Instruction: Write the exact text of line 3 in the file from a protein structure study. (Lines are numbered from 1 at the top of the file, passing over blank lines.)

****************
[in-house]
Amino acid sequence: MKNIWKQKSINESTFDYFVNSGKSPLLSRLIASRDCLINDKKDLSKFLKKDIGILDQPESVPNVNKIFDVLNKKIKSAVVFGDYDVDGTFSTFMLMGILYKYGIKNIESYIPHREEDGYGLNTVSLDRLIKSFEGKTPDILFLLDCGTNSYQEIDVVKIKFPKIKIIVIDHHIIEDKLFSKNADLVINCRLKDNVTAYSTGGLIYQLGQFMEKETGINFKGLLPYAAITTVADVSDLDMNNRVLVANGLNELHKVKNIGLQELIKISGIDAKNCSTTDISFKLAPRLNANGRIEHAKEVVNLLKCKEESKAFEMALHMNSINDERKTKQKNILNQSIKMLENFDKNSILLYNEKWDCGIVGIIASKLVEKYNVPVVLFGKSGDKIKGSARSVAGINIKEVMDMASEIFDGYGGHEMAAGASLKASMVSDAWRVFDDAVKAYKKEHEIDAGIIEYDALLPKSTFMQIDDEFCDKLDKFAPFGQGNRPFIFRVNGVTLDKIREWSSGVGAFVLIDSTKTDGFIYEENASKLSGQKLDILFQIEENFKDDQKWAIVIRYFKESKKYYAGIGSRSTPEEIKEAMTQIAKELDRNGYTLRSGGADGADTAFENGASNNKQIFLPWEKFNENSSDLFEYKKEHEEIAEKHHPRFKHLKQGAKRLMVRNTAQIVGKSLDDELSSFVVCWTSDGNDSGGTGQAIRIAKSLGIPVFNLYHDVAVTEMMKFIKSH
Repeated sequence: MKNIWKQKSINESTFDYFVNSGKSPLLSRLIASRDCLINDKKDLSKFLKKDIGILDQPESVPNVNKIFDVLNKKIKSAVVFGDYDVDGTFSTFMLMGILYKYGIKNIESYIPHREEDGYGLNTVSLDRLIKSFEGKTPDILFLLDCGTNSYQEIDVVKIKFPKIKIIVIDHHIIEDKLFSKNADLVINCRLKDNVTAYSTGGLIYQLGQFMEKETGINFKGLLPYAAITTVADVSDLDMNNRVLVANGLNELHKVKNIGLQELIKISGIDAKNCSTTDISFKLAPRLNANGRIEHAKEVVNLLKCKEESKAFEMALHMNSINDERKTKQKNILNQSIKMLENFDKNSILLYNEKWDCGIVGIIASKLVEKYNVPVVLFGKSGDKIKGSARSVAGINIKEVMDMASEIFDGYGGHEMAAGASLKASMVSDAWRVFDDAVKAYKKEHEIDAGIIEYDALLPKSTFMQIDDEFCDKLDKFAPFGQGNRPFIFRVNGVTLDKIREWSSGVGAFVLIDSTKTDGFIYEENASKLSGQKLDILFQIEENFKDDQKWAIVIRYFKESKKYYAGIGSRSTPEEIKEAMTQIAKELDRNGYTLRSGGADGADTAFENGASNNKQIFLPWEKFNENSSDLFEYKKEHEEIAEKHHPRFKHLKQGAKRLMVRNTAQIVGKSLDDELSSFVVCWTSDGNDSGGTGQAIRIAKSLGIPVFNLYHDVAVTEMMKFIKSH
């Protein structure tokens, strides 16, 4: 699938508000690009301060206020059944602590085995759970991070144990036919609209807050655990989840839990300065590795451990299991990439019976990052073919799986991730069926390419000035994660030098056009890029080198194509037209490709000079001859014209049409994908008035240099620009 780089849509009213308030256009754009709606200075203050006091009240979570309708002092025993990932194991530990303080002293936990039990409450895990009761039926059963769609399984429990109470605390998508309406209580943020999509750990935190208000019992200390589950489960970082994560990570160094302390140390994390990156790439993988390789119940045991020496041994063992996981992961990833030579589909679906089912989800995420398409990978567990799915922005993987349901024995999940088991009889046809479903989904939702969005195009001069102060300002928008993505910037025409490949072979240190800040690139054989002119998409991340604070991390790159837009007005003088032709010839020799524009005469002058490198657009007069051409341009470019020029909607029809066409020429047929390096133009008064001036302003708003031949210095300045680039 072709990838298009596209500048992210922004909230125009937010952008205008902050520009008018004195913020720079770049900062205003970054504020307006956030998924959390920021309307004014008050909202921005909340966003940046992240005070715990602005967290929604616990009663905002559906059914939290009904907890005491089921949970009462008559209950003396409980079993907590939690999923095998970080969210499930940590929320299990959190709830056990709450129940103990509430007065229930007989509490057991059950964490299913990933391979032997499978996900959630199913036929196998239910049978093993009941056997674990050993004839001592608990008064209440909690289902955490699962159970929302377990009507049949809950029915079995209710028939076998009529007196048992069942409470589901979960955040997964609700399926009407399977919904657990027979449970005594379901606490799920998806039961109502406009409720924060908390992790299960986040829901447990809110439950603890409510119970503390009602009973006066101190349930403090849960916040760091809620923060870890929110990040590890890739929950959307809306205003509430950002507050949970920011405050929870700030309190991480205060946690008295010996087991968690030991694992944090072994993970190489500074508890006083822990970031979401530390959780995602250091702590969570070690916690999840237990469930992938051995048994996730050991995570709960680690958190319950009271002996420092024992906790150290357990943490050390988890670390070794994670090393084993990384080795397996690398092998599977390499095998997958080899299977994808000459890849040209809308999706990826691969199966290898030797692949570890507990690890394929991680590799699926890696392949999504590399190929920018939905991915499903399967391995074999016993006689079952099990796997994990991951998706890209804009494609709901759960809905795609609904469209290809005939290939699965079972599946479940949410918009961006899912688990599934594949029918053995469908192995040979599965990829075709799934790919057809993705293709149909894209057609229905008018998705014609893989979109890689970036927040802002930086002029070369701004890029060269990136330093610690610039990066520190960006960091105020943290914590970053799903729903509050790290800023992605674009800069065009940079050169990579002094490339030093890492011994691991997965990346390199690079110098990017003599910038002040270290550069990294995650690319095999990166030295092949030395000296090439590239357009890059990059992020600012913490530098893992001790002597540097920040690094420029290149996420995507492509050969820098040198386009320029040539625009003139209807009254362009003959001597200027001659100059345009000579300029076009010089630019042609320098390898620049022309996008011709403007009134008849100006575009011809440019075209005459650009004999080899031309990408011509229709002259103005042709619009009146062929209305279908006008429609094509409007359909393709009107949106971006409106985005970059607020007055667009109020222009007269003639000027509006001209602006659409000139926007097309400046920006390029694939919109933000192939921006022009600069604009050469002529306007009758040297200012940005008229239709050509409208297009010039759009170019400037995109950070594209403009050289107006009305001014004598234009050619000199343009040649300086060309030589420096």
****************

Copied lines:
Repeated sequence: MKNIWKQKSINESTFDYFVNSGKSPLLSRLIASRDCLINDKKDLSKFLKKDIGILDQPESVPNVNKIFDVLNKKIKSAVVFGDYDVDGTFSTFMLMGILYKYGIKNIESYIPHREEDGYGLNTVSLDRLIKSFEGKTPDILFLLDCGTNSYQEIDVVKIKFPKIKIIVIDHHIIEDKLFSKNADLVINCRLKDNVTAYSTGGLIYQLGQFMEKETGINFKGLLPYAAITTVADVSDLDMNNRVLVANGLNELHKVKNIGLQELIKISGIDAKNCSTTDISFKLAPRLNANGRIEHAKEVVNLLKCKEESKAFEMALHMNSINDERKTKQKNILNQSIKMLENFDKNSILLYNEKWDCGIVGIIASKLVEKYNVPVVLFGKSGDKIKGSARSVAGINIKEVMDMASEIFDGYGGHEMAAGASLKASMVSDAWRVFDDAVKAYKKEHEIDAGIIEYDALLPKSTFMQIDDEFCDKLDKFAPFGQGNRPFIFRVNGVTLDKIREWSSGVGAFVLIDSTKTDGFIYEENASKLSGQKLDILFQIEENFKDDQKWAIVIRYFKESKKYYAGIGSRSTPEEIKEAMTQIAKELDRNGYTLRSGGADGADTAFENGASNNKQIFLPWEKFNENSSDLFEYKKEHEEIAEKHHPRFKHLKQGAKRLMVRNTAQIVGKSLDDELSSFVVCWTSDGNDSGGTGQAIRIAKSLGIPVFNLYHDVAVTEMMKFIKSH